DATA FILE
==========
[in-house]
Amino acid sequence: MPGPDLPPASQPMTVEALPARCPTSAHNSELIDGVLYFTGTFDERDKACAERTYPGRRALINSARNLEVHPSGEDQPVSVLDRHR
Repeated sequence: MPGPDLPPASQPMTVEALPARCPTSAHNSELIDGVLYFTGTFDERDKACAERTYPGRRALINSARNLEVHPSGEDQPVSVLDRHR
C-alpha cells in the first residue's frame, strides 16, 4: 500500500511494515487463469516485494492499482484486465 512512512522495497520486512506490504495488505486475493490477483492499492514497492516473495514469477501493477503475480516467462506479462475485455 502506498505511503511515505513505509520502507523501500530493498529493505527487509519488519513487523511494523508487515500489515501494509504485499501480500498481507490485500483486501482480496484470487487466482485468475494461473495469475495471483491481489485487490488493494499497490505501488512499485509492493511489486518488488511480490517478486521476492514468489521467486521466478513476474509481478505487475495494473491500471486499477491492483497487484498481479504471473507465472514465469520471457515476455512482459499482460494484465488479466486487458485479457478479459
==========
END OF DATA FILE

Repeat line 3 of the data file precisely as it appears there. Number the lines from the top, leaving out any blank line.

Repeated sequence: MPGPDLPPASQPMTVEALPARCPTSAHNSELIDGVLYFTGTFDERDKACAERTYPGRRALINSARNLEVHPSGEDQPVSVLDRHR